Tom Albrighton says...
A strong response
Our performance was sublime and given what has happen every during the last twenty four hours, it was more than we could have hoped for.
After suggestions of player revolt and the real possibility of heads dropping, everyone gave their all in a battling performance that ended with Sunderland, unfairly, on the wrong end of the result.
The return of Neil (Not that one)
Dan Neil’s return from suspension was a joy to behold. He played like a man with a point to prove and a fire in his belly.
It was good to see that his silly sending off against Sheffield United hasn’t affected his confidence.
Taking so long to make changes killed Sunderland at home once again, because it was clear for ten minutes before conceding that we needed fresher legs on the pitch.
Whether it’s down to fitness or game management, we have to be more forthcoming with changes during the ninety minutes, especially in midfield.
Hopefully, the acquisition of Edouard Michut will allow for more rotation in that area.
Scraping the barrel
If I’m honest, it’s hard to find two negatives.
On the back of a tumultuous twenty four hours, the response to everything that had happened was brilliant. The application from the lads and the unwavering support from the stands reinforced just how special this club is.
If it wasn’t for a lack of luck and some inspired defending, Sunderland would have ended up as comfortable winners, and why you would want to leave a project with such exciting potential and fanatical support is beyond me.
Mark Carrick says...
Commitment from the players
The players gave their all, and had one or two attempts been marginally more accurate, we’d have seen off a side who many expect to win the league at a canter.
We created opportunities, and the pre-match talk of players giving up was not borne out.
Hope for the future
Before the game, the club addressed the Alex Neil situation in part, and we also saw the exciting Edouard Michut in the crowd, waiting to sign for Sunderland.
There are signs that we will improve the squad before the end of the transfer window, and if we replace Neil quickly, the feeling will continue to be one of optimism.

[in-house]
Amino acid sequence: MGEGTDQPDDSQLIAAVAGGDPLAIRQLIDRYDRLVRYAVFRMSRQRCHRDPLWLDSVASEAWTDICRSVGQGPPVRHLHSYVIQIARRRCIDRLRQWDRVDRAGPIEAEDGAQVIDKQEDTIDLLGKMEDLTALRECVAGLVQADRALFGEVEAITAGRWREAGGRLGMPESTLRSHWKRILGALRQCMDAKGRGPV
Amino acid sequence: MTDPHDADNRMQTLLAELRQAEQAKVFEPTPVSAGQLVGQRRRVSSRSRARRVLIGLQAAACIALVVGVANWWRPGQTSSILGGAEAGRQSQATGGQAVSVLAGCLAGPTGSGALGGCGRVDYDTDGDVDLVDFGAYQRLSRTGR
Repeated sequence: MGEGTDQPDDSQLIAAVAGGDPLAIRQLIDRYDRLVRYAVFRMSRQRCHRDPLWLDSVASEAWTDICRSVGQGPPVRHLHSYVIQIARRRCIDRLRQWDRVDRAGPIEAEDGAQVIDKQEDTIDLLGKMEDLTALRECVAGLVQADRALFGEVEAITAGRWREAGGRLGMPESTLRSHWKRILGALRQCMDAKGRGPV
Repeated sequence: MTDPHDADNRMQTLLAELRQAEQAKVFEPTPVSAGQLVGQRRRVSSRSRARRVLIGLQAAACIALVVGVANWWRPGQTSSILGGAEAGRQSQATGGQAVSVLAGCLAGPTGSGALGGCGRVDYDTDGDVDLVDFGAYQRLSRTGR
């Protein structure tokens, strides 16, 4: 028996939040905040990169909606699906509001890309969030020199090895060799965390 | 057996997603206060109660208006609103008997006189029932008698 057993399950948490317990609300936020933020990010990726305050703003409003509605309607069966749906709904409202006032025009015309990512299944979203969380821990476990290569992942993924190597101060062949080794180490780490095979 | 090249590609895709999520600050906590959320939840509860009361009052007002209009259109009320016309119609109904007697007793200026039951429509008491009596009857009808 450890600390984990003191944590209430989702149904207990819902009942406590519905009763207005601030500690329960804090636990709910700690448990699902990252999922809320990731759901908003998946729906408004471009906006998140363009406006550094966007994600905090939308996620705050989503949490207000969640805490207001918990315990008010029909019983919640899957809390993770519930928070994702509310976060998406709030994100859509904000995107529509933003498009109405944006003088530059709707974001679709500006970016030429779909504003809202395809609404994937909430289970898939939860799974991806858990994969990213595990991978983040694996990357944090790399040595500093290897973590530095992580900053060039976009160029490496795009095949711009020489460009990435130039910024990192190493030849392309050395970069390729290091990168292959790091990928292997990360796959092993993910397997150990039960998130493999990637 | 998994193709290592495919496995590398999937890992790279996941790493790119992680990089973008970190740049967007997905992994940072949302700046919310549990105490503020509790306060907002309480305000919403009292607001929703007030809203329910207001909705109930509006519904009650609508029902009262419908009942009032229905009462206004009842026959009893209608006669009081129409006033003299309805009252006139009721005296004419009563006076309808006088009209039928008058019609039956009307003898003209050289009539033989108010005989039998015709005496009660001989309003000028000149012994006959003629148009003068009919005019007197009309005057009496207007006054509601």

Poor game management
Our game management certainly needs improving.
We could see the need for subsitutions about ten minutes before Norwich scored, and the new gaffer has to work out how to make the right changes at the right time, in order to turn positive performances into three points.
We continue to rack up yellow cards at an alarming rate, and this is something we perhaps need to work on, otherwise the squad will be tested beyond its limits when injuries and suspensions hit.
Paddy Hayes says...
Coventry, QPR, and now Norwich have all failed to deal with our vigour, as well as our high press, in the first half of games.
Our initial energy levels have been unmatched so far.
Competing well against a quality opponent
Bar Ellis Simms, this is the same side that won promotion from League One last season, and we’ve gone toe to toe with a team who were playing Manchester City and Liverpool only a few months ago.
For large parts, predominantly in the first-half, we looked like the better side, which is testament to how well these players have adapted to a new league.
We always come racing out of the traps during the first forty five minutes.
The crowd feeds off the intensity, but it completely fizzles out by the hour mark, and in our first three home games, we’ve been caught out every time, conceding two equalisers and now a costly winner.
Luke O’Nien’s discipline
It isn’t the first time, nor the last, but he is a walking booking and an inevitable red card, which will ultimately cost us dearly relatively soon.
It’s rather telling that they are the only negatives I can muster, because in general this team has been a credit to the club during the past six games.
Matt Smith says...
Moving on from Neil
The furore around Alex Neil’s impending departure threatened to derail the game, dilute the atmosphere and disrupt the players’ mental readiness for the task ahead.
However, the crowd reaction and the intensity of the players’ response offers hope that the Sunderland edifice remains robust enough to cope with the loss of a talented yet, with hindsight, insufficiently committed head coach.